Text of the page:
KPMG: Pension liabilities climb by 60% over five years

PENSION LIABILITIES continue to outstrip asset performance, despite assets performing well over the period, a survey by KPMG has found. 

According to the KPMG 2013 Pensions Accounting Survey, since January 2008, liabilities calculated on an IFRS basis have increased by more than 10% per year compound, as falling yields on AA corporate bonds continue to affect schemes, Accountancy Age’s sisiter title Professional Pensions reports.

KPMG director of pensions Naz Peralta (pictured) said the survey showed “a very stark increase in gross liabilities for schemes”, although most asset classes had recovered from the financial crash.

He said: “For an average company that may have grown modestly in the last five years, its scheme liabilities have grown by 60%. There’s a lot more exposure to pensions risk.”

The survey found median assumed life expectancy at retirement continued to rise in the year to 31 December 2012, up 0.2% for current male pensioners to 22.3 years.

For future male pensioners this rose by 0.5%, to 24.2 years.

Median discount rates fell by 0.4 percentage points in the same period, to 4.4%. Mature schemes saw a greater drop (0.4pp to 0.5pp) than less mature schemes, which saw falls of around 0.2pp to 0.3pp, as a result of more significant falls in corporate bond yields over shorter durations.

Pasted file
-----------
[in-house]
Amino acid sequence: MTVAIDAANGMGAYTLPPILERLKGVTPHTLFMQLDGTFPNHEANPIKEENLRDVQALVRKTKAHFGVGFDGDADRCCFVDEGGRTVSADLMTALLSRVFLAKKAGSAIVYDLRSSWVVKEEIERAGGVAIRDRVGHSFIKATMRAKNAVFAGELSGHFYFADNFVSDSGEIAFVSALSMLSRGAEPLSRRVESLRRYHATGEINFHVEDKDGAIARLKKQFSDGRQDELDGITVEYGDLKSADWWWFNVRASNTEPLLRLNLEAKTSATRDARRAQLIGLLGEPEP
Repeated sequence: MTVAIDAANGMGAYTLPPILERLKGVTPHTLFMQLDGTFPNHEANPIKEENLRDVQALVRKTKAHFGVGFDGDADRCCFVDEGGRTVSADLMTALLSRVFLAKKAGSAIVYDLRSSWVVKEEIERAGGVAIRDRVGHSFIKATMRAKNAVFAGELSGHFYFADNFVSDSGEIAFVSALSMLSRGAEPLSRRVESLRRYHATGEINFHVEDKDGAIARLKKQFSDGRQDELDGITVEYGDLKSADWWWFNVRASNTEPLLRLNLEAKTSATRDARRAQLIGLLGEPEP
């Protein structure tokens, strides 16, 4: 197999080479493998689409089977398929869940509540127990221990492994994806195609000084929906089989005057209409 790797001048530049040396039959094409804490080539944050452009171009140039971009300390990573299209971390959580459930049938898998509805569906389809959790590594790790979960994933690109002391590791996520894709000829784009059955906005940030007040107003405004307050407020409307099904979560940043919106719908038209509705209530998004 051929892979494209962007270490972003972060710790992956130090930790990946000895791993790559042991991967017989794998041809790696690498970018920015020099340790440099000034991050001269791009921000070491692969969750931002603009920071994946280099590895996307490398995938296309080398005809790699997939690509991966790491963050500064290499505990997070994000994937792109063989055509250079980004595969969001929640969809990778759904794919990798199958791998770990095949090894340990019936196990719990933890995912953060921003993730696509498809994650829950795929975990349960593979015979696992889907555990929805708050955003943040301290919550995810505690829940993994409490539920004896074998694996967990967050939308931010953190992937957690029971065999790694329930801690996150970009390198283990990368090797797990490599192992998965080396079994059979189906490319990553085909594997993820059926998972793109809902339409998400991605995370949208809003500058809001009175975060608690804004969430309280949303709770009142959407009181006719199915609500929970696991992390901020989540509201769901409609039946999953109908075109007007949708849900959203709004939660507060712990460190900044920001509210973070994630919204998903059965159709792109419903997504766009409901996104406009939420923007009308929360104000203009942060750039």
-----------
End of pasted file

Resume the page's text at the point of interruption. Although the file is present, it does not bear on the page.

Net discount rates, which are discount rates minus RPI inflation, fell from 1.7% at 31 December 2011 to 1.5% 12 months later.

Peralta said the spread of assumptions, which totaled around 1% for net discount rates used, could produce significant disparities in future.

He explained: “While 1% does not seem a lot, projected over 20 years you could be looking at a 20% variance between two corporates that have taken a different view on what appropriate assumptions should be.”

“Upcoming mark-to-market accounting changes are also likely to have a major impact, as the new UK GAAP and IAS19 Revised will remove the few options there were previously for not fully recognising pension deficits on individual balance sheets,” Peralta said.

Peralta said the results ultimately highlight the need for “continued innovation” in the industry.

He suggested employers explore incentive exercises, such as pensions increase exchange exercises, as well as alternatives to cash deficit contributions, such as asset-backed funding.

Peralta added: “As well as looking at innovative pension solutions, companies must work alongside trustees.

“Trustees need to be onboard for the types of exercises corporates are looking into.”

Related reading